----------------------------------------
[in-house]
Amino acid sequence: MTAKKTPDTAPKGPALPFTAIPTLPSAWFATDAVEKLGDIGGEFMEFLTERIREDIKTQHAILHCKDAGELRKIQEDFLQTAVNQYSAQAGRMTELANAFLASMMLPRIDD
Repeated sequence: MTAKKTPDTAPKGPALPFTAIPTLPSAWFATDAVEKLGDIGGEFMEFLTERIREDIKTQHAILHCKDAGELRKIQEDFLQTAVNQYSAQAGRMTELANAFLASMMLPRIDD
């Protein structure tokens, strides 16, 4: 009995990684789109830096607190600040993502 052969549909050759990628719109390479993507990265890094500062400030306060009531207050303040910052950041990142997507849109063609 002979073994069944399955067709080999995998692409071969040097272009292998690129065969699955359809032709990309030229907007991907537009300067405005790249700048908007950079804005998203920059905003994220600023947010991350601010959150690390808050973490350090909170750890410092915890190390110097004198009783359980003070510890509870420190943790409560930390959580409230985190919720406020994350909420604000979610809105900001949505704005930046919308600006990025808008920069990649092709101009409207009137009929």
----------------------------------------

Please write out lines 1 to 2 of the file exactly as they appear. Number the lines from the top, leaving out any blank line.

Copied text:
[in-house]
Amino acid sequence: MTAKKTPDTAPKGPALPFTAIPTLPSAWFATDAVEKLGDIGGEFMEFLTERIREDIKTQHAILHCKDAGELRKIQEDFLQTAVNQYSAQAGRMTELANAFLASMMLPRIDD